Cherry trees are hardy plants, but the presence of a serious pest or disease problem threatens the health and longevity of the trees, as well as their ability to produce blossoms in the spring and fruit in the fall. Pay close attention to the population of Japanese beetles on cherry trees to avoid serious health problems.
Japanese beetles are a type of beetle that affects cherry tree leaves and the overall health of the tree as a result. These small brown beetles have voracious appetites, and a large enough infestation can defoliate an entire cherry tree over a short period of time, leading to a leafless and unproductive, weak cherry tree. Japanese beetles feed on the flesh of the leaves between the veins, leading to a lacy leaf that dries out and falls from the tree.
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Japanese beetles leave cherry trees leafless, which stops the tree from producing new growth or fruit. Leaves are an essential part of a cherry tree's photosynthesis; a lack of leaves prevents the tree from processing nutrients. Additionally, Japanese beetles leave cherry trees more susceptible to diseases by weakening them through feeding. Although cherry trees will produce leaves the following growing season, damage from Japanese beetles affects the tree's growth. Controlling beetles on cherry trees is essential.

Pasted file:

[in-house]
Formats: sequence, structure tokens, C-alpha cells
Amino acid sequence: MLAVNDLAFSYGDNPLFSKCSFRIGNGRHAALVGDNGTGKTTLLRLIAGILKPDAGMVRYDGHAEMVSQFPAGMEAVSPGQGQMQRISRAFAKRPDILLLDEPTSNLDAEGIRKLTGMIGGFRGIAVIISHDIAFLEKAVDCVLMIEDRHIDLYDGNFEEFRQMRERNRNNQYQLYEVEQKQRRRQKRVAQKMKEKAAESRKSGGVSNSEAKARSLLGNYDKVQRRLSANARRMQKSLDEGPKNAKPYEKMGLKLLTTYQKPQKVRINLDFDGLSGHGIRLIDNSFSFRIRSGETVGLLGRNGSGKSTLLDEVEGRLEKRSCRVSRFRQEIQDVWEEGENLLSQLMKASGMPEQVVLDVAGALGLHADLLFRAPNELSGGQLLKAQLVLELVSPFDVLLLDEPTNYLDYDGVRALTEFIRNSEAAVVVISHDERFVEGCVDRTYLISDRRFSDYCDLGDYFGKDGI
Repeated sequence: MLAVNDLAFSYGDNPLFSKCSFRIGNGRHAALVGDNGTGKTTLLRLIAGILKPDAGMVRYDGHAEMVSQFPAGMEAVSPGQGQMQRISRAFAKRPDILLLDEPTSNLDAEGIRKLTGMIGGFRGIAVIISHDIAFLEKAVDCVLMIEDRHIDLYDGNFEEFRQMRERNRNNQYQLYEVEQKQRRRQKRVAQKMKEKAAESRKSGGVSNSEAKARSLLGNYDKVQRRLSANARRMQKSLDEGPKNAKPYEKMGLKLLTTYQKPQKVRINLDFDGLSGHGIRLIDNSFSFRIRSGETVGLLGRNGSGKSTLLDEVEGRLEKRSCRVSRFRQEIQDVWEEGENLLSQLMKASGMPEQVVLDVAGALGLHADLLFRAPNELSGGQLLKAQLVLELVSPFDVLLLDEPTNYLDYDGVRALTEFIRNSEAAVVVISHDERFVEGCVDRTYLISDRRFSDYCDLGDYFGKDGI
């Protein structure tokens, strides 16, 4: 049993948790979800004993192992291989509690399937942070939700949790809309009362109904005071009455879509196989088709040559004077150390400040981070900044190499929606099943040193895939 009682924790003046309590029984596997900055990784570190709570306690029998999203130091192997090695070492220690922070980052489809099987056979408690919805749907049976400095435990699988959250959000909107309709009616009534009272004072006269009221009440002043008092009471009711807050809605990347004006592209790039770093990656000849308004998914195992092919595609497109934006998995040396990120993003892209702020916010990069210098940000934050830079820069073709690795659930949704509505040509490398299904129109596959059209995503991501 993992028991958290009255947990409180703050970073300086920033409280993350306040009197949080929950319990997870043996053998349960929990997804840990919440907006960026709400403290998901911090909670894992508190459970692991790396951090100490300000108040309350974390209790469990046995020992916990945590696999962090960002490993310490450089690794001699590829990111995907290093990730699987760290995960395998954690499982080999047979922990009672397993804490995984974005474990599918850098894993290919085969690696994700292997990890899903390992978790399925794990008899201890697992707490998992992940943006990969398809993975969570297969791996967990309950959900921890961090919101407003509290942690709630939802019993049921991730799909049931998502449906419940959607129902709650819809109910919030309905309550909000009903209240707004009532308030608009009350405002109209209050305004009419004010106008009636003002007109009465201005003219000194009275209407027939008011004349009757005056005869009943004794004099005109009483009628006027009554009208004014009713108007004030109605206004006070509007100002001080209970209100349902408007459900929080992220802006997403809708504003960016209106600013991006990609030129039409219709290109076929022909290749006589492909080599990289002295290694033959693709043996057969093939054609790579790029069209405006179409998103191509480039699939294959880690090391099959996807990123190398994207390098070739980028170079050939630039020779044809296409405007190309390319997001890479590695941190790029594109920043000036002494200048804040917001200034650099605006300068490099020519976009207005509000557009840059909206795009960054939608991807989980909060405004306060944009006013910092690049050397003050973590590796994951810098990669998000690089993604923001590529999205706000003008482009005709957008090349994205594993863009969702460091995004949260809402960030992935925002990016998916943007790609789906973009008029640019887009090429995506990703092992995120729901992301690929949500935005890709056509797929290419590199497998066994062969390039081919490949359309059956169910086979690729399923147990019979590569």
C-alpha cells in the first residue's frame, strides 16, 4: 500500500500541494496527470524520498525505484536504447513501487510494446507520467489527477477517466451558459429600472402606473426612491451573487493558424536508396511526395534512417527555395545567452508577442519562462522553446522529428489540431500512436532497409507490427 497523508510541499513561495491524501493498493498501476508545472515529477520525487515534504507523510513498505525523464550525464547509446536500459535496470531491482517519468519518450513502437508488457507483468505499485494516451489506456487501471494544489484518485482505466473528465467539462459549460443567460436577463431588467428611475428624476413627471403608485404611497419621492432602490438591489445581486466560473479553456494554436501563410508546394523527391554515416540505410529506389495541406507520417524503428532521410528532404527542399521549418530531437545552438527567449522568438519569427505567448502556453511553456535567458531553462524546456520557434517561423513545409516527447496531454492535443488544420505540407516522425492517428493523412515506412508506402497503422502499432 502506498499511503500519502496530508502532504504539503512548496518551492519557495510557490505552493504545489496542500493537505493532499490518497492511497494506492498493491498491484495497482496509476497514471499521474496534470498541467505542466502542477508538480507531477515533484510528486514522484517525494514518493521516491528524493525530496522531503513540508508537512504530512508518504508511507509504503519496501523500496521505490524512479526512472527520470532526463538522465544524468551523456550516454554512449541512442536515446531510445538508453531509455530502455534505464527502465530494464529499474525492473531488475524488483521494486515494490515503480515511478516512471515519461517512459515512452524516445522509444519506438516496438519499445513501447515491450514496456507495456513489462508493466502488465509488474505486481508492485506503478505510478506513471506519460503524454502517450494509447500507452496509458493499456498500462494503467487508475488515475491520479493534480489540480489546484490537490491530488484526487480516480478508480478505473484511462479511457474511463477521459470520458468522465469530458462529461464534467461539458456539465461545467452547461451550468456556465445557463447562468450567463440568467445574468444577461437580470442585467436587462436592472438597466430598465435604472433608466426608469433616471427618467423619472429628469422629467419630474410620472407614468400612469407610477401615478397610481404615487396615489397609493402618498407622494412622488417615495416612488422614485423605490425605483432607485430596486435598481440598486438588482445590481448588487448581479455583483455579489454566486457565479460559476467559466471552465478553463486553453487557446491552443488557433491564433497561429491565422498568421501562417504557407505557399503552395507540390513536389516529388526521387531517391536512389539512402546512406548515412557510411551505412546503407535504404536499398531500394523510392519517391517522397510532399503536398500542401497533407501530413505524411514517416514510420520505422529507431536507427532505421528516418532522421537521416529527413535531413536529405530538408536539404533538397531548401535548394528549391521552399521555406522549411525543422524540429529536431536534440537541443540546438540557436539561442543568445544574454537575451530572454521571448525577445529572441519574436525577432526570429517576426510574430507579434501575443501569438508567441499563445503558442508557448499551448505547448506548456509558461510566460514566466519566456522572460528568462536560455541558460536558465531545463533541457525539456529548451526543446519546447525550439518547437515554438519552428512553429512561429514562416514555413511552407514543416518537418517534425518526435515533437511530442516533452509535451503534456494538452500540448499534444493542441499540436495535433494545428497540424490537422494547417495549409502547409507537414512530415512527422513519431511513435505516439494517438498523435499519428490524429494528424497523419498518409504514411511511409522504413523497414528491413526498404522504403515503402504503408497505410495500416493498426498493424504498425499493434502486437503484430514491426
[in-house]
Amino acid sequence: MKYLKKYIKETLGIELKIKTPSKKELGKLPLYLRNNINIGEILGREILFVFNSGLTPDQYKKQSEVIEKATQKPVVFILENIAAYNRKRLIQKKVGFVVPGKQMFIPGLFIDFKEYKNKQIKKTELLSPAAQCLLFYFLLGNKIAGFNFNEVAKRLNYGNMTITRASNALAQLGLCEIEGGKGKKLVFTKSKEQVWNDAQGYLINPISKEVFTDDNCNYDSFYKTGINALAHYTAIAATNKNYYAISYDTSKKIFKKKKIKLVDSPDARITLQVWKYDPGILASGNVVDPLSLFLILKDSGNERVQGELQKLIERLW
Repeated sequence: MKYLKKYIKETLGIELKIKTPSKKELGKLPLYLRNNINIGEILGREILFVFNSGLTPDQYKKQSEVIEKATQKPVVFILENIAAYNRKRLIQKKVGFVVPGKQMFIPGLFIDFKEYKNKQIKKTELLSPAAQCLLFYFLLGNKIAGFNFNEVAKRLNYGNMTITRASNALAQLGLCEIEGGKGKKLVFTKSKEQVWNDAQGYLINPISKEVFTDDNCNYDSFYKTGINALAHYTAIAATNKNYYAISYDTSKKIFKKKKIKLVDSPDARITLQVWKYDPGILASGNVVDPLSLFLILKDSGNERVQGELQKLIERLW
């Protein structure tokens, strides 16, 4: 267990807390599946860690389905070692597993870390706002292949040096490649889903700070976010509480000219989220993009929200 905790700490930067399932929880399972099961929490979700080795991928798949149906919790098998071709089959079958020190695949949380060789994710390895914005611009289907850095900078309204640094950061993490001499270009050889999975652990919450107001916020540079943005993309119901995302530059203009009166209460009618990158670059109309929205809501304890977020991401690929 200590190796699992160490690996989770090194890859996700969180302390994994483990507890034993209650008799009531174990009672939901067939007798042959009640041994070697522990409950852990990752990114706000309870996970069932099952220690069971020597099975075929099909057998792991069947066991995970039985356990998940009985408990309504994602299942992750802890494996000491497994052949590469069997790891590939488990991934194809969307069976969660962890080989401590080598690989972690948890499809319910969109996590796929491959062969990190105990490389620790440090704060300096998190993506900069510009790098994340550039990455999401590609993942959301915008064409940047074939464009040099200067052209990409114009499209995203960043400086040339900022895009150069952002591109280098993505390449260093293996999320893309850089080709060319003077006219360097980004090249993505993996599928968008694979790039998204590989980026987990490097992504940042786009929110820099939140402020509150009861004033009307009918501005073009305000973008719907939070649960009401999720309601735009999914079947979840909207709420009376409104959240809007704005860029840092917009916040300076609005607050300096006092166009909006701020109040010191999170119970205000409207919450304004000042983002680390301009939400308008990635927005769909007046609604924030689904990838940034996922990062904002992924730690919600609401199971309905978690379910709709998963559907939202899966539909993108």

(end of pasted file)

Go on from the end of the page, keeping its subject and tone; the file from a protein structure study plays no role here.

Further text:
Physically removing Japanese beetles from cherry trees and killing them is one effective way to limit the damage the beetles do, although it is almost impossible to get every beetle by hand, and this method is not practical for larger trees. However, enticing the beetles away from the cherry tree is one simple method of physical removal. Pheromone traps help draw Japanese beetles off a cherry tree and into certain doom, preventing them from returning to the tree.
Pesticides that contain cyfluthrin and bifenthrin help control Japanese beetle populations. Begin a preventive spray of pesticides in the early spring to control Japanese beetles at all stages of growth, as the grubs and larvae are just as damaging to cherry trees as the adult beetle. Regular applications of pesticides help lower Japanese beetle populations and stop other problem pests such as aphids or shot hole borers from attacking the cherry tree as well, leading to a healthier tree.
- University of Kentucky College of Agriculture; Japanese Beetles in the Urban Landscape; M.F. Potter, et al.; January 2010
- University of Minnesota Extension; Japanese Beetle Management in Minnesota; Vera Krischik, et al.; 2001
- Purdue Extension: Garden Tips: Japanese Beetles
- University of Illinois Extension; Beetle Damage; Greg Stack